We also use tactile methods to create the letters, capital and little, with pipe cleaners, puffy paint, and anything of the sort. Again, we “write” the letters the way that is correct to write it on paper. Students really learn how the letters are created this way. I can feel if they form the letter correctly; I can also evaluate if they truly can identify their letters or even numbers, too, using this method. If you are wondering how I can tell if they form the letter the “right” way without sight, I simply lightly touch their hand without interfering with movement as they from the letter. Students who work with me quickly get used to this “touching” process because of our normal methods of communication.
A DeafBlind parent will also have obviously formed the sense of comfort and security needed to do this as well, even if their child has issues such as Autism (as mine did). Touch is developed from birth, so even though I had Autistic children and one who didn’t like touch or even accept it from others for a time, he would accept my touch. This conditioning from birth actually made it possible, I think, for my son to eventually not only tolerate, but like many kinds of touches, though he does still have some sensory difficulties.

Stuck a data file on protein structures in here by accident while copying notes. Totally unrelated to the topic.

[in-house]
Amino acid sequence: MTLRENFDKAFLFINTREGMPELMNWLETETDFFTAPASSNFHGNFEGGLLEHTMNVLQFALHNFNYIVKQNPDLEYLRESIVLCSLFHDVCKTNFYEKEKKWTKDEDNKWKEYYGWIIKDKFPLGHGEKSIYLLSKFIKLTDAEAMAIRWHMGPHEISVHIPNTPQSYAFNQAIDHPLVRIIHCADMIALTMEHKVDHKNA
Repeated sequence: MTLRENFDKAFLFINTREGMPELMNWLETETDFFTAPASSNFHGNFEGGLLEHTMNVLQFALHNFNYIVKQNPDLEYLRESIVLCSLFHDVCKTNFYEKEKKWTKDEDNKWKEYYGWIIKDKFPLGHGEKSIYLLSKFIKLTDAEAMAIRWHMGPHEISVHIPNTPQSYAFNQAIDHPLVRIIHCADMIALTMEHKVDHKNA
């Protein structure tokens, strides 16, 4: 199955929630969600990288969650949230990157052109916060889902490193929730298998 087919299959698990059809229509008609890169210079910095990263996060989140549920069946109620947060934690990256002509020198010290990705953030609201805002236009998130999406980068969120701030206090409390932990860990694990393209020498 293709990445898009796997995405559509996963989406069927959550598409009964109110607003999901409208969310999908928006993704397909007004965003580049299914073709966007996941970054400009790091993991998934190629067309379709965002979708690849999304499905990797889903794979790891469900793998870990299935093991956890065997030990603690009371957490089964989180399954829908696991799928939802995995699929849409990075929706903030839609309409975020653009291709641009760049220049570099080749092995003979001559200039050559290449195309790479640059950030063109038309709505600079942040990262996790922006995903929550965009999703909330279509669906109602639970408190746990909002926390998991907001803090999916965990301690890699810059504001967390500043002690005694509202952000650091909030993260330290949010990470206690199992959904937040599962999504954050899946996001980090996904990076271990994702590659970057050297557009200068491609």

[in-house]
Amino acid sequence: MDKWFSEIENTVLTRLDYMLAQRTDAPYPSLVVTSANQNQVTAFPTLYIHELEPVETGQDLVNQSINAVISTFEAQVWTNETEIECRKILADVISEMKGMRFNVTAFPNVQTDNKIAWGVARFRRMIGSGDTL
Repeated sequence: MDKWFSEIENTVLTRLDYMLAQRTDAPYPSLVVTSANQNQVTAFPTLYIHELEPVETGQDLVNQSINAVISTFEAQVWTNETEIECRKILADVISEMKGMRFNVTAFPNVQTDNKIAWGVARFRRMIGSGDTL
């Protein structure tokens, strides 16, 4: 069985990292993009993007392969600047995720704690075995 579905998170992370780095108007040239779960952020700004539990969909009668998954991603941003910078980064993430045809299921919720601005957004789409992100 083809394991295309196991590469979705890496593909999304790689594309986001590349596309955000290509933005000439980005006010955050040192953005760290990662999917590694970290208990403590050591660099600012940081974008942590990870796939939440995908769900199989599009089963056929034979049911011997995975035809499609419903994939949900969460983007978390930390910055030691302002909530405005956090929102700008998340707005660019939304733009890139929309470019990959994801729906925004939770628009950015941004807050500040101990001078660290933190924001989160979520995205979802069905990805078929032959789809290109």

Now, after using these tactile methods well and knowing my student knows the steps, we move to the actual process of picking up a pencil and writing a letter. I demonstrate the proper position for holding a pencil. [As a side note, I do not dictate which hand my student uses. I let the student use the hand that is natural for him and teach the methods for holding a pencil and writing a letter appropriate to that hand. I, myself, am ambidextrous and can write left-handed correctly forming letters without turning my left hand in a “clubbed fashion” to write. My husband, who is a left-hander, also writes without turning his left hand. It can be taught properly, but that is the subject for another time.]